Enforcement can’t be mashed up with outreach.

By Anti-Violence Project | 2017-01-23 | Commentary

Chalk art on the AVP door: "no cops on outreach"

Yet again this year, (and staff members can recall fighting this proposal back to at least 1997) the Victoria Police Department has asked Victoria City Council to add $240,000 to the $52 million/year police budget, to embed two more officers in Assertive Community Treatment (ACT) mental health teams.

AVP feels strongly that an organization with the mandate for enforcement and surveillance has no place expanding its domain to attempt to do mental health support work. These jobs are incompatible. There are hard working and caring organizations and people who already work and volunteer in this city, providing support for various identities and intersections who experience mental health related issues, and these are the folks who have been doing this work for decades. Not just doing the work but researching, adapting, consulting, and evolving their work so it better suits the needs of its clients. These are the folks with the training, life experience, and street communities reputation to do the work and quite frankly where any funding increases should go.

Outreach is about getting out of the office or organization, out on the streets meeting people where they are at building relationships of trust and offering the services of the organization you represent. What services do the Victoria Police have to offer folks who are struggling with this messed up world we live in? Nothing, nor should they – it’s not their mandate.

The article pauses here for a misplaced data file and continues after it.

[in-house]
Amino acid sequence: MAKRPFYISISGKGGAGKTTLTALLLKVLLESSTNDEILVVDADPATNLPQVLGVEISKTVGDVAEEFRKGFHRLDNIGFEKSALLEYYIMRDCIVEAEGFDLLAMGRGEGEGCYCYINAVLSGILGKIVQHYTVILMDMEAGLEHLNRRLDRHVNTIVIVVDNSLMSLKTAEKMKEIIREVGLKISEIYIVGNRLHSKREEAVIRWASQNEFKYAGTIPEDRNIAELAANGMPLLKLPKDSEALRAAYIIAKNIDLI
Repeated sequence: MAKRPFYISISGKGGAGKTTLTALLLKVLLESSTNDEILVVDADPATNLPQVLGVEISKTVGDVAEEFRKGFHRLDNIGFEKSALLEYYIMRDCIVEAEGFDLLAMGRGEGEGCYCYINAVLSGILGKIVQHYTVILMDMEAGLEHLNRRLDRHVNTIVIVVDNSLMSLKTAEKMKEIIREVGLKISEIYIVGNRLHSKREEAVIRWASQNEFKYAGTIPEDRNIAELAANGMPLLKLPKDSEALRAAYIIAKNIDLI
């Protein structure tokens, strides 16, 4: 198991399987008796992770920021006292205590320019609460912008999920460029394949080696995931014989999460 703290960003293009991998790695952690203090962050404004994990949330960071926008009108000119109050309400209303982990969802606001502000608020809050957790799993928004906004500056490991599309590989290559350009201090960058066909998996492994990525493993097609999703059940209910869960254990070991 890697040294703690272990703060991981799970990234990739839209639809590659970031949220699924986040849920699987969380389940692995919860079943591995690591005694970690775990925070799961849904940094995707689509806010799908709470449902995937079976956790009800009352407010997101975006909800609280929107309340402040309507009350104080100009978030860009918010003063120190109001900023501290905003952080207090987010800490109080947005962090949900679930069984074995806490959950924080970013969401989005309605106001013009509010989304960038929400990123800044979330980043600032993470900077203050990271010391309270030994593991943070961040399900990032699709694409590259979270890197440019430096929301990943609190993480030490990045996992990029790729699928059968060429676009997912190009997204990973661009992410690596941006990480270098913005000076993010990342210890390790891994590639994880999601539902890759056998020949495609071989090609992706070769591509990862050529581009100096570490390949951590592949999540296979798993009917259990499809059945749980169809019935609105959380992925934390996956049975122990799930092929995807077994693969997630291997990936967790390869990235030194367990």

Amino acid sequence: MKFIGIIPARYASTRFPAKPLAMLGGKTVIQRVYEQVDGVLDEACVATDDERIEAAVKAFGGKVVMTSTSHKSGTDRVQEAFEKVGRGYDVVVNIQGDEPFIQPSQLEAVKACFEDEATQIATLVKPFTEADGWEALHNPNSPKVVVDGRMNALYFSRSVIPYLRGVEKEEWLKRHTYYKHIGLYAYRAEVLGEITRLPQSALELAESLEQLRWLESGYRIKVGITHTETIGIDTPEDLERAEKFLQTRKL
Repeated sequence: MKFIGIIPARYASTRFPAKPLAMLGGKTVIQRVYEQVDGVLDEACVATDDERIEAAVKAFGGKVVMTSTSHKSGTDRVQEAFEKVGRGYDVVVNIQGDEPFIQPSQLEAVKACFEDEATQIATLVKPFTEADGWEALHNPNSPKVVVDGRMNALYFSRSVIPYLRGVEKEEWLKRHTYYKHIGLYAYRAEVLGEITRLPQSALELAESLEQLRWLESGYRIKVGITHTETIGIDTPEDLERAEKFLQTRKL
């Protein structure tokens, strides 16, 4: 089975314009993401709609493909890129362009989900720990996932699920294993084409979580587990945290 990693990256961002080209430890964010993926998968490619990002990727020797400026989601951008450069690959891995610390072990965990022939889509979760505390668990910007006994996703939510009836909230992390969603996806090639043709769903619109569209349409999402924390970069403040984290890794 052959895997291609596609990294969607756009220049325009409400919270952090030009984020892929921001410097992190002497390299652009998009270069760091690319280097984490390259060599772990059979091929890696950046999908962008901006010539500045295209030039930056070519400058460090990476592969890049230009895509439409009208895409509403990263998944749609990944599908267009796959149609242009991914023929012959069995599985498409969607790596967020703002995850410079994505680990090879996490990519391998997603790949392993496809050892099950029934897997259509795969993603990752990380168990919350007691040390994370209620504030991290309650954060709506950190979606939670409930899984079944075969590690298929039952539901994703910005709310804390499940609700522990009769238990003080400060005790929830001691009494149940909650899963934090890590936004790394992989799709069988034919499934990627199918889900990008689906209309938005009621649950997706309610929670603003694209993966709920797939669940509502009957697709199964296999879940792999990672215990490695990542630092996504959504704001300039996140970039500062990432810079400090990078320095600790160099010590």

AVP believes the funding proposal should not be approved because there has been no consultation with the folks who would be targeted (pun intended) by more police joining the ACT team (some AVP staff members work other jobs that have interaction with folks whom this funding proposal affects). The folks whom we are trying to ‘help’ are the experts of what they need and who they trust to provide support. When we ask people if they want police on mental health teams they say “no” every time.

Just as when we work with people who have experienced sexualized violence, we believe them. We believe people when they tell us what they need to heal and what violences they have survived.

We also believe people when they tell us they do not want to engage with police and have zero trust for them. This is not about whether police officers are good people or not, this is about a systemic violence that often have intergenerational effects.

No cops on outreach